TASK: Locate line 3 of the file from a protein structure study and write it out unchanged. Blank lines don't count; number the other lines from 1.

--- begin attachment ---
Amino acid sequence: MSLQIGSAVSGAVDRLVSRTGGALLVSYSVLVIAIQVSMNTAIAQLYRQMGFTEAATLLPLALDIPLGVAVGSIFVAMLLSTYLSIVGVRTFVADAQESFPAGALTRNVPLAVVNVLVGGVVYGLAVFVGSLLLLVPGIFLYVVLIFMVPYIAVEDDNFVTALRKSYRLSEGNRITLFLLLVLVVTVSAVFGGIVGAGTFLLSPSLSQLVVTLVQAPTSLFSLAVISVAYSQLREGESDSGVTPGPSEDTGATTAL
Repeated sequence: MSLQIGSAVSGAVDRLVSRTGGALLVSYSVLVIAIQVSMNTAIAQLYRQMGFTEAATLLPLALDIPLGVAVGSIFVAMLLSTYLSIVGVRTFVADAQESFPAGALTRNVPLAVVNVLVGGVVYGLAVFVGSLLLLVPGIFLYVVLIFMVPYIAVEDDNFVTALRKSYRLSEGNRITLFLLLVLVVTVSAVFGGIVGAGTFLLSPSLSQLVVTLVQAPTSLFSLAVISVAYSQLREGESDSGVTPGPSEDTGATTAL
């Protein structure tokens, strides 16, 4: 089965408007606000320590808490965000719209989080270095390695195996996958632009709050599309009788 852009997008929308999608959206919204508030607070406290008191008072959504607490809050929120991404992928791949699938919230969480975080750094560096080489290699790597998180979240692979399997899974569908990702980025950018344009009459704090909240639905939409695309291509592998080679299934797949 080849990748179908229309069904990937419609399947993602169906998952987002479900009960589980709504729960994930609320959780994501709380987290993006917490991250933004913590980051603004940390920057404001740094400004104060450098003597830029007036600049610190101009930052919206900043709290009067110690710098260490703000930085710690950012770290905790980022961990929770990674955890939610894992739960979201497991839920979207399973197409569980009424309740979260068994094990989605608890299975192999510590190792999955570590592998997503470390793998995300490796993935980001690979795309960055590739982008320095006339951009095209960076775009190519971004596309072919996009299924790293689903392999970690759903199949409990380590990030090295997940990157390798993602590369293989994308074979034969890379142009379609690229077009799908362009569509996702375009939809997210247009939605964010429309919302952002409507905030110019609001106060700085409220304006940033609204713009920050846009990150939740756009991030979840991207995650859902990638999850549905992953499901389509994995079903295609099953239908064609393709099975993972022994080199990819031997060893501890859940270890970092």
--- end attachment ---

């Protein structure tokens, strides 16, 4: 089965408007606000320590808490965000719209989080270095390695195996996958632009709050599309009788 852009997008929308999608959206919204508030607070406290008191008072959504607490809050929120991404992928791949699938919230969480975080750094560096080489290699790597998180979240692979399997899974569908990702980025950018344009009459704090909240639905939409695309291509592998080679299934797949 080849990748179908229309069904990937419609399947993602169906998952987002479900009960589980709504729960994930609320959780994501709380987290993006917490991250933004913590980051603004940390920057404001740094400004104060450098003597830029007036600049610190101009930052919206900043709290009067110690710098260490703000930085710690950012770290905790980022961990929770990674955890939610894992739960979201497991839920979207399973197409569980009424309740979260068994094990989605608890299975192999510590190792999955570590592998997503470390793998995300490796993935980001690979795309960055590739982008320095006339951009095209960076775009190519971004596309072919996009299924790293689903392999970690759903199949409990380590990030090295997940990157390798993602590369293989994308074979034969890379142009379609690229077009799908362009569509996702375009939809997210247009939605964010429309919302952002409507905030110019609001106060700085409220304006940033609204713009920050846009990150939740756009991030979840991207995650859902990638999850549905992953499901389509994995079903295609099953239908064609393709099975993972022994080199990819031997060893501890859940270890970092």